Six temperature and precipitation regimes of the contiguous United States between 1895 and 2010: a statistical inference study

TitleSix temperature and precipitation regimes of the contiguous United States between 1895 and 2010: a statistical inference study
Publication TypeJournal Article
Year of Publication2016
AuthorsShen S.SP, Wied O., Weithmann A., Regele T., Bailey B.A, Lawrimore J.H
JournalTheoretical and Applied Climatology
Volume125
Pagination197-211
Date Published2016/07
Type of ArticleArticle
ISBN Number0177-798X
Accession NumberWOS:000378884600016
Keywordsdrought; historical climatology network; pacific; patterns; time-series; trends; uncertainties; variability
Abstract

This paper describes six different temporal climate regimes of the contiguous United States (CONUS) according to interdecadal variations of surface air temperature (SAT) and precipitation using the United States Historical Climatology Network (USHCN) monthly data (Tmax, Tmin, Tmean, and precipitation) from 1895 to 2010. Our analysis is based on the probability distribution, mean, standard deviation, skewness, kurtosis, Kolmogorov-Smirnov (KS) test, and Welch's t test. The relevant statistical parameters are computed from gridded monthly SAT and precipitation data. SAT variations lead to classification of four regimes: 1895-1930 (cool), 1931-1960 (warm), 1961-1985 (cool), and 1986-2010 (warm), while precipitation variations lead to a classification of two regimes: 1895-1975 (dry) and 1976-2010 (wet). The KS test shows that any two regimes of the above six are statistically significantly different from each other due to clear shifts of the probability density functions. Extremes of SAT and precipitation identify the ten hottest, coldest, driest, and wettest years. Welch's t test is used to discern significant differences among these extremes. The spatial patterns of the six climate regimes and some years of extreme climate are analyzed. Although the recent two decades are the warmest among the other decades since 1895 and many hottest years measured by CONUS Tmin and Tmean are in these two decades, the hottest year according to the CONUS Tmax anomalies is 1934 (1.37 A degrees C), which is very close to the second Tmax hottest year 2006 (1.35 A degrees C).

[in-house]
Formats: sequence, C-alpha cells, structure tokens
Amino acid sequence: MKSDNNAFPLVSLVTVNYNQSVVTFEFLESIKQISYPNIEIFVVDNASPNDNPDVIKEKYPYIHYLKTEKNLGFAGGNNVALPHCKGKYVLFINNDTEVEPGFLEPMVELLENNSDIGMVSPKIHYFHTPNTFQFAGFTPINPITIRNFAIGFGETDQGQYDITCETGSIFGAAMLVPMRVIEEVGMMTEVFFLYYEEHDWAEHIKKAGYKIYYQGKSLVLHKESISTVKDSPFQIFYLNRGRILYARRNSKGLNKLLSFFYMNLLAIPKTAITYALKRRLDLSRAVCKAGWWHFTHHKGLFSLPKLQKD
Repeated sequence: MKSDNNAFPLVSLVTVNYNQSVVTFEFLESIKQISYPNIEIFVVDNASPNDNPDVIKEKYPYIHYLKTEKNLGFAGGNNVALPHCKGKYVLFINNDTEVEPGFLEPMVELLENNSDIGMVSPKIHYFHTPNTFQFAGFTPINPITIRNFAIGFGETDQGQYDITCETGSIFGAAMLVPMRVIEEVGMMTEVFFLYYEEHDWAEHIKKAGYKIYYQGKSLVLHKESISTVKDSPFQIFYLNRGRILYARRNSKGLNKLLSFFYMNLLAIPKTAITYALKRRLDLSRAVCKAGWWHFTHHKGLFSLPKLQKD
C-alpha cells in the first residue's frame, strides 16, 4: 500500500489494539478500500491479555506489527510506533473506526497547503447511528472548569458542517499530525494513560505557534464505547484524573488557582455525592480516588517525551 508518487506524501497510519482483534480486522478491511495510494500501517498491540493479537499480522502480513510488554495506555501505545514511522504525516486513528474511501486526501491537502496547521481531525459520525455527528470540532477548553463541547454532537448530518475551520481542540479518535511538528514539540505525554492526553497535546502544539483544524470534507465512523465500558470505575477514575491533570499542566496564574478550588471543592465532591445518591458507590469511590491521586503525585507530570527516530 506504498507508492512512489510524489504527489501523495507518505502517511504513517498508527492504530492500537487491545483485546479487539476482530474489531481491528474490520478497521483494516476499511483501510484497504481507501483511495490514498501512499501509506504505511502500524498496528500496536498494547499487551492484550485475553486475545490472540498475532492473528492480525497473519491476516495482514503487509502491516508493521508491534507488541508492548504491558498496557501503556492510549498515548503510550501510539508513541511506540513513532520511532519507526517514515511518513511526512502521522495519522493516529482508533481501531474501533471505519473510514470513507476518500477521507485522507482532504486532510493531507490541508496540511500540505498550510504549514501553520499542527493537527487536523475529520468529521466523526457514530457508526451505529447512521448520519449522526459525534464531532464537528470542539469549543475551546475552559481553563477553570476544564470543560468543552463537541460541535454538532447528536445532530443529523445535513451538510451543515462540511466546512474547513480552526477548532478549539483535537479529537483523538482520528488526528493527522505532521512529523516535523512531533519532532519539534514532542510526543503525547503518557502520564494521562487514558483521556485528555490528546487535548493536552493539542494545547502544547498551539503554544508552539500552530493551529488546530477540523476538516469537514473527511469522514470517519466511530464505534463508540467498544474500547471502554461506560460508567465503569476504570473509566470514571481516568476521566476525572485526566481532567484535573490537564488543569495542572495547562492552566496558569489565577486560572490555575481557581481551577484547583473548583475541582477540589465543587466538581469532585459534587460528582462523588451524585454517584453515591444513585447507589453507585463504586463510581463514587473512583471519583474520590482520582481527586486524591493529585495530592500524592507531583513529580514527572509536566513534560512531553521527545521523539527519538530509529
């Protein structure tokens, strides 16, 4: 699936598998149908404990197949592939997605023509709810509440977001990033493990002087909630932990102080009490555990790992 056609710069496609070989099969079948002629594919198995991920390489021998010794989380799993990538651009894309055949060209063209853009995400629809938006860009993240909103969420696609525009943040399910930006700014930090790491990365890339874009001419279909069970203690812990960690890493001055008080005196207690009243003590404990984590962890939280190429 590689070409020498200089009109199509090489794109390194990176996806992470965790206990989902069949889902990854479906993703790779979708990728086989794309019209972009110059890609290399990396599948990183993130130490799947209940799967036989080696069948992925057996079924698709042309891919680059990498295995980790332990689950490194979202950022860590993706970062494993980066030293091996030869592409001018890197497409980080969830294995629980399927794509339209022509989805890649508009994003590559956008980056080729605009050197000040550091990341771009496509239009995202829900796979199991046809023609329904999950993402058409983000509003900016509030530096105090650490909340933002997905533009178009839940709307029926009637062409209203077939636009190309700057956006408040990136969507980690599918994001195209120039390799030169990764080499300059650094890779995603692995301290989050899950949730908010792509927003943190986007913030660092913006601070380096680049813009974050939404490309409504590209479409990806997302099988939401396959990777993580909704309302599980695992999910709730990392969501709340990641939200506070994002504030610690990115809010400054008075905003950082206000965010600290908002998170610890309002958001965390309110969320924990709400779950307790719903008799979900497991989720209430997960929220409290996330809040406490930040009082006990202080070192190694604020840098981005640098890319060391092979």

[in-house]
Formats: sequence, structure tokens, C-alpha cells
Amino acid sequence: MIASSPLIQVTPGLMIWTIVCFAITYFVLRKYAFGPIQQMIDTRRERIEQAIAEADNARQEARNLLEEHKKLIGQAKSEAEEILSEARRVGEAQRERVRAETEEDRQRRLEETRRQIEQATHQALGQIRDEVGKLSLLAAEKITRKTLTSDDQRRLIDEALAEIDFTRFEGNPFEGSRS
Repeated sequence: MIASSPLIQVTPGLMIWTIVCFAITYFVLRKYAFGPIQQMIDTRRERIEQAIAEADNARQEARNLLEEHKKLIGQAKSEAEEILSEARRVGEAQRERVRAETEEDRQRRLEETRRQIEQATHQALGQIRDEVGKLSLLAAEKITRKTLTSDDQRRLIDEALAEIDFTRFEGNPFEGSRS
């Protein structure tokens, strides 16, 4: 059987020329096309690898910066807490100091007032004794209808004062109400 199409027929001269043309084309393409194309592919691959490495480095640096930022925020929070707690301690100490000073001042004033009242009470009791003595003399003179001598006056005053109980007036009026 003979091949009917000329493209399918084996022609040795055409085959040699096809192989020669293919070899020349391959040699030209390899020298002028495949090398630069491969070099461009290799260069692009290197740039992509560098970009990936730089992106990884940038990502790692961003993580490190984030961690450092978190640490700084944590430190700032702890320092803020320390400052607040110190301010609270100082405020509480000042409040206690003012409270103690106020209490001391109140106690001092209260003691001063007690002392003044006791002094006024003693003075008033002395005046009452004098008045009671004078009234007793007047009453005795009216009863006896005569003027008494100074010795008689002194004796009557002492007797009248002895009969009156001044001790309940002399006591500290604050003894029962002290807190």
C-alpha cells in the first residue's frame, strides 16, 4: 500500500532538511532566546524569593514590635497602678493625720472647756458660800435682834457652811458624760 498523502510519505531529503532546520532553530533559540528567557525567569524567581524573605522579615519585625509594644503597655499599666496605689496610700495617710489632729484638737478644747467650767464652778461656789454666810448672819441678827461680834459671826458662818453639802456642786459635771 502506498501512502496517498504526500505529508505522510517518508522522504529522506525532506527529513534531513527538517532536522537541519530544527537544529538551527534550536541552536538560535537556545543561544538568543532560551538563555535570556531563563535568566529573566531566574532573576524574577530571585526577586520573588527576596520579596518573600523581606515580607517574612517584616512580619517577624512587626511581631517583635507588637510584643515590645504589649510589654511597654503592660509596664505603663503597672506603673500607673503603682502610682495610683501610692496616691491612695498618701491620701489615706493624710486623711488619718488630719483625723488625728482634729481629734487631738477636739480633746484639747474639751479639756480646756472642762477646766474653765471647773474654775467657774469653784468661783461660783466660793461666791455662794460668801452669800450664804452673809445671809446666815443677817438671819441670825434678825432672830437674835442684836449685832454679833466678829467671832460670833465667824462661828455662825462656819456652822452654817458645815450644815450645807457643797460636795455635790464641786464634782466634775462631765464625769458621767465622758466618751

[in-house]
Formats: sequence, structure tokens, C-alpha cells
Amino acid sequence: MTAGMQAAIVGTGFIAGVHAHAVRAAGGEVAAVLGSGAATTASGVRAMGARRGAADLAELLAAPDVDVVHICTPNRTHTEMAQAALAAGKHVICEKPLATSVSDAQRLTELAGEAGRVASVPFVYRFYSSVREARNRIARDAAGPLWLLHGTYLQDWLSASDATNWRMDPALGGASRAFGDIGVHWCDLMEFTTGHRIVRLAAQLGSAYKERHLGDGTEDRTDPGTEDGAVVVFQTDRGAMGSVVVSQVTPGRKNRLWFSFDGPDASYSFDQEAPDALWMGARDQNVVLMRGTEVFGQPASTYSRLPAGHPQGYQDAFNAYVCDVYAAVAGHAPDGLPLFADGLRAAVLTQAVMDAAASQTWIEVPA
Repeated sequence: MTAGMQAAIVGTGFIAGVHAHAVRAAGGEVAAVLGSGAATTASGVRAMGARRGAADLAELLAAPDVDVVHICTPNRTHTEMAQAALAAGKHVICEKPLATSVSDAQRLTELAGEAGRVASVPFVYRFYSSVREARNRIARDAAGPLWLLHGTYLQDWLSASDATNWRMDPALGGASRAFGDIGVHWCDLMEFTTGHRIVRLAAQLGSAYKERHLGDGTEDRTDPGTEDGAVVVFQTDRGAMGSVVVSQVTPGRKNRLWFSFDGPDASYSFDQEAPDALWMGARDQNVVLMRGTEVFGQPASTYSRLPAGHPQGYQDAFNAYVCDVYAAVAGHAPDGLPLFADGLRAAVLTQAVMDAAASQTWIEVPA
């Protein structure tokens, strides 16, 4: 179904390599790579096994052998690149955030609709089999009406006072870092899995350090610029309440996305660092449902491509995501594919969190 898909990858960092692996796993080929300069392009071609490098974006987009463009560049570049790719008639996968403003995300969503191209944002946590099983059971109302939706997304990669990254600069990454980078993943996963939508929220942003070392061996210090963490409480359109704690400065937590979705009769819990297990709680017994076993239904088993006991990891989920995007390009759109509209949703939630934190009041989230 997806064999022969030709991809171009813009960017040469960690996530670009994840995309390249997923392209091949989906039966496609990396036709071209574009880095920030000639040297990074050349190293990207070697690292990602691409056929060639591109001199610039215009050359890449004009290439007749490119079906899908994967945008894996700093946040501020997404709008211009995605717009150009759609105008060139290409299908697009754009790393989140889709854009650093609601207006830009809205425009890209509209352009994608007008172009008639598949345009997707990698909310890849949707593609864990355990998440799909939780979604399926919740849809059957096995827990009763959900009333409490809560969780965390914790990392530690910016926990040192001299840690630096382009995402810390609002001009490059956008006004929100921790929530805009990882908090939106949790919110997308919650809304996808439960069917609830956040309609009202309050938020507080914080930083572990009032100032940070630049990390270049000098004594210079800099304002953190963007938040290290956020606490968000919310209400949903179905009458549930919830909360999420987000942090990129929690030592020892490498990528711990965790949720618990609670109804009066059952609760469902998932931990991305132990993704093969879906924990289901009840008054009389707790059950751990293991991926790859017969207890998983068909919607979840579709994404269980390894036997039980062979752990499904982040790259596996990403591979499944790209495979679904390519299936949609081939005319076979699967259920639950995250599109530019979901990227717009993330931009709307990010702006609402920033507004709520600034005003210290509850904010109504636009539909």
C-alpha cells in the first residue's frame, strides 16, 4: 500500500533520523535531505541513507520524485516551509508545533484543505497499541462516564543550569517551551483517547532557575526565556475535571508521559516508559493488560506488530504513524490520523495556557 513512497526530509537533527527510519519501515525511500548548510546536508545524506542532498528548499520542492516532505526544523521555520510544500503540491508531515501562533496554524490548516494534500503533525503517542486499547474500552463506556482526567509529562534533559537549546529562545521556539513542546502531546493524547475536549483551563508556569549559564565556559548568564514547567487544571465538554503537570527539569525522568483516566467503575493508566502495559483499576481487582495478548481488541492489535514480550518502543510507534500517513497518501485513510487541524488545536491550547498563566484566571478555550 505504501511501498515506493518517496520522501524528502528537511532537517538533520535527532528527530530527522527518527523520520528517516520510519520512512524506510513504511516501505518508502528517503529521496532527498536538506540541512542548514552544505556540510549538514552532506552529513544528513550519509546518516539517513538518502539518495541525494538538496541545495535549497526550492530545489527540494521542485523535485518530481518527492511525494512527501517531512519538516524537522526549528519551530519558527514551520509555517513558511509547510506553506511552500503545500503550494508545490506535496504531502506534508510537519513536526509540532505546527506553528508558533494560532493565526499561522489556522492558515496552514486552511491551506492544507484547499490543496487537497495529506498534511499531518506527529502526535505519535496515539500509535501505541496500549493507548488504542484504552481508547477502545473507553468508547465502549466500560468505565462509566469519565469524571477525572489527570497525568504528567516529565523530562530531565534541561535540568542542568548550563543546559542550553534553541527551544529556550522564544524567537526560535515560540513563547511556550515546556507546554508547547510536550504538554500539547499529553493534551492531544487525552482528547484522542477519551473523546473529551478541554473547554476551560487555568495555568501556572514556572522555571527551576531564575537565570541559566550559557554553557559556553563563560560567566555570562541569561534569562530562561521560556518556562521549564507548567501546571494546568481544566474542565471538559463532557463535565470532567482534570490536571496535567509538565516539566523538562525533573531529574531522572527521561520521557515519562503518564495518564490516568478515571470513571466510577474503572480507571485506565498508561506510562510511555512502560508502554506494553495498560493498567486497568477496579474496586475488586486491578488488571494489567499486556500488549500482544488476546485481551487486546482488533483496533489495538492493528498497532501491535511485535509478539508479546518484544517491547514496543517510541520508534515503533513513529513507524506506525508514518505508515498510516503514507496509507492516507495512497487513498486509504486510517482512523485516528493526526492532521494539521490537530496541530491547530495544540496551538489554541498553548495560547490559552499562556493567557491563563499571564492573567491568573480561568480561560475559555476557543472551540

DOI10.1007/s00704-015-1502-2
Short TitleTheor. Appl. Climatol.
Student Publication: 
No